The Future of System Administration (and What You Should Do to Prepare)
Adam Moskowitz, MathWorks

System Administration is changing faster and more radically that at any time in its history. Like it or not, your job is probably going to be very different in 10 years (and maybe even in 5 years); come hear where the field is headed and what you should do if you want to stay on the leading edge of system administration. (Sneak preview of the recommendation: "stop being a sysadmin.")

Adam Moskowitz is a Senior Tools Developer at MathWorks in Natick MA; in the past he has also been a system administrator, and his current project marries those two disciplines and if it works, will make a significant change in how system administration is done. Adam has been in the field since 1978 but claims he keeps working "to keep food in his puppy's bowl" (and to support his barbecue habit).

(no slides)

Compliance Double Header
Josh Boon and Walt Williams

Compliance Soup: PCI DSS Condensed (Josh Boon)

An overview of PCI DSS 3.0 requirements and definitions. In this talk I'll define types of credit card data and the storage requirements of each, the types of merchants and service providers and the reporting requirements of each, and summary of the twelve requirements of PCI compliance. A participant should be able to take away from this talk the basics of PCI and if it applies take the next steps towards compliance.

Josh Boon has worked across many verticals including higher education and ecommerce primarily as a sysadmin expanding into compliance with a focus on securing credit card data and personally identifiable information. He now works for NutraClick in the role as a senior sysadmin and internal security assessor and consults for other companies in the PCI and PII space.

Compliance Soup: ISO, ISACA, SSAE, NIST and CSA Oh My! (Walt Williams)

A brief history of the alphabet soup that is security standards, looking at the goals and scope of each of the commonly sought certifications, applicability of each, challenges in achieving/maintaining and the bang for the buck if you will, or are they worth the time invested. The person shall be able to take away a comparative understanding of the many standards available in Information Security.

Walter Williams served as an infrastructure and security architect at firms as diverse as GTE Internetworking, State Street Corp, Teradyne, The Commerce Group and EMC. He has since moved to security management, where he'd served as at IdentityTruth, Passkey and now manages security at Lattice Engines. He is an outspoken proponent of design before build, an advocate of frameworks and standards, and has spoken at Security B-Sides on risk management as the cornerstone of a security architecture. His articles on Security and Service Oriented Architecture have appeared in the Information Security Management Handbook. He sits on the board of directors for the New England ISSA chapter and was a member of the program committee for Metricon8. He has masters degree in Anthropology from Hunter College.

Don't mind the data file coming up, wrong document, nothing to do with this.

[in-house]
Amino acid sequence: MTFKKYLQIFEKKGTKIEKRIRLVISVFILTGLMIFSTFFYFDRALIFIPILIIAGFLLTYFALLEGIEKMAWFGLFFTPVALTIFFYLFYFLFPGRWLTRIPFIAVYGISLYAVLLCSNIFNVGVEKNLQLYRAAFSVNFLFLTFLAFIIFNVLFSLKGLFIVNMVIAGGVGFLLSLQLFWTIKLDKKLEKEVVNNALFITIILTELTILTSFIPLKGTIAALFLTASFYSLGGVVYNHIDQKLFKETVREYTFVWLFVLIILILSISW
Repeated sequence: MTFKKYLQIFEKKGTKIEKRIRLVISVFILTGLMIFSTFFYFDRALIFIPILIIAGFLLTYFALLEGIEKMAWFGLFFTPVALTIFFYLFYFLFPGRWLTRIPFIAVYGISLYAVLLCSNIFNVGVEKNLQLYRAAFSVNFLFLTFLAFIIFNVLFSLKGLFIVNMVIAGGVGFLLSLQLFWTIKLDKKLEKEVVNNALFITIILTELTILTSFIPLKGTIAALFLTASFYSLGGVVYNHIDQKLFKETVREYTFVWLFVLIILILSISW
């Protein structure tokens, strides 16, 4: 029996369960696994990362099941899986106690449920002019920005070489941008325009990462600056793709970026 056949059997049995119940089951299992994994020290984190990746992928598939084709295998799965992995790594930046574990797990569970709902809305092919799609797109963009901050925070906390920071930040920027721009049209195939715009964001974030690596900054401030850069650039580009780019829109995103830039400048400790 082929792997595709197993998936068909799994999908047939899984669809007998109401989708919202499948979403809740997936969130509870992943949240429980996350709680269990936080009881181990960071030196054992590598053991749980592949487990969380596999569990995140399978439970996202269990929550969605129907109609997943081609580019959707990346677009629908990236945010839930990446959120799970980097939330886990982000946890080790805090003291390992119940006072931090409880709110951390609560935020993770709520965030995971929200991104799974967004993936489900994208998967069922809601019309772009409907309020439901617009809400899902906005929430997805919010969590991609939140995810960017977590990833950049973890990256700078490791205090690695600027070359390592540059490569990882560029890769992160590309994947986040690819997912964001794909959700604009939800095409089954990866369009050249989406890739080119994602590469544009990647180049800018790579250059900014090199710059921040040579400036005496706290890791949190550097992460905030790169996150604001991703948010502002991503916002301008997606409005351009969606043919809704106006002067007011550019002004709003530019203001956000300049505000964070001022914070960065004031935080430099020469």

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Hyper-V and Openstack
Peter Pouliot, Microsoft

OpenStack is a rapidly evolving open source cloud computing infrastructure typically thought of as a Linux centric technology. Microsoft however has been involved with the OpenStack from early on ensuring that Hyper-V, Windows and other core Microsoft technologies interoperate within the OpenStack API framework. This talk will discuss some key areas of integration between Microsoft technologies and the OpenStack architecture while additionally highlighting Microsoft's involvement in the OpenStack project Development and Continuous Integration cycles.

Peter is the OpenStack subject matter expert within Microsoft as well as the evangelist for OpenStack awareness and adoption of OpenStack Windows platforms.

(no slides)

(Meeting canceled due to snow)

Radical ideas from The Practice of Cloud System Administration
Tom Limoncelli

Tom will highlight some of the most radical ideas from the new book "The Practice of Cloud System Administration". The book focuses on "distributed" or "cloud" computing and brings a DevOps/SRE sensibility to the practice of system administration. Unsatisfied with books that cover either design or operations in isolation, the authors created this new reference centered around a comprehensive approach.

Some of the radical advice includes: improving uptime by using cheap unreliable hardware, why you should crashing servers at random times, and that you should make peace with outages.

Info about the book can be found at http://the-cloud-book.com

Tom Limoncelli is best know for books like Time Management for System Administrators (O'Reilly) and The Practice of System and Network Administration (Addison-Wesley). He works in New York City at Stack Exchange, home of ServerFault.com and StackOverflow.com. He tweets @YesThatTom and blogs at http://everythingsysadmin.com

slides (PDF, 8.3MB)

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